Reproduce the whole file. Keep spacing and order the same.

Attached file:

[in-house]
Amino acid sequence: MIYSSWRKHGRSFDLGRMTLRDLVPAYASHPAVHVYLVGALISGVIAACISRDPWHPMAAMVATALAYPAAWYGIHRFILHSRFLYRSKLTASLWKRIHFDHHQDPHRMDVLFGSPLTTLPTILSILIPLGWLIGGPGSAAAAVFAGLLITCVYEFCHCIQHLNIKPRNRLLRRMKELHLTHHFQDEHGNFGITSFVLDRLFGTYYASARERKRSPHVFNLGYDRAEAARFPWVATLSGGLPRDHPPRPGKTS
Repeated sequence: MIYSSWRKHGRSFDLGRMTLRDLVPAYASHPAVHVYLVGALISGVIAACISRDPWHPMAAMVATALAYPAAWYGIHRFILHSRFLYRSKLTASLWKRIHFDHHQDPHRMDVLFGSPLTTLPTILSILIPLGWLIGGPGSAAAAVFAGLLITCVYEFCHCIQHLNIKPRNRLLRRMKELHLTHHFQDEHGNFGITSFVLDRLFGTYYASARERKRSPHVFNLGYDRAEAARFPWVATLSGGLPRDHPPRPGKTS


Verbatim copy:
[in-house]
Amino acid sequence: MIYSSWRKHGRSFDLGRMTLRDLVPAYASHPAVHVYLVGALISGVIAACISRDPWHPMAAMVATALAYPAAWYGIHRFILHSRFLYRSKLTASLWKRIHFDHHQDPHRMDVLFGSPLTTLPTILSILIPLGWLIGGPGSAAAAVFAGLLITCVYEFCHCIQHLNIKPRNRLLRRMKELHLTHHFQDEHGNFGITSFVLDRLFGTYYASARERKRSPHVFNLGYDRAEAARFPWVATLSGGLPRDHPPRPGKTS
Repeated sequence: MIYSSWRKHGRSFDLGRMTLRDLVPAYASHPAVHVYLVGALISGVIAACISRDPWHPMAAMVATALAYPAAWYGIHRFILHSRFLYRSKLTASLWKRIHFDHHQDPHRMDVLFGSPLTTLPTILSILIPLGWLIGGPGSAAAAVFAGLLITCVYEFCHCIQHLNIKPRNRLLRRMKELHLTHHFQDEHGNFGITSFVLDRLFGTYYASARERKRSPHVFNLGYDRAEAARFPWVATLSGGLPRDHPPRPGKTS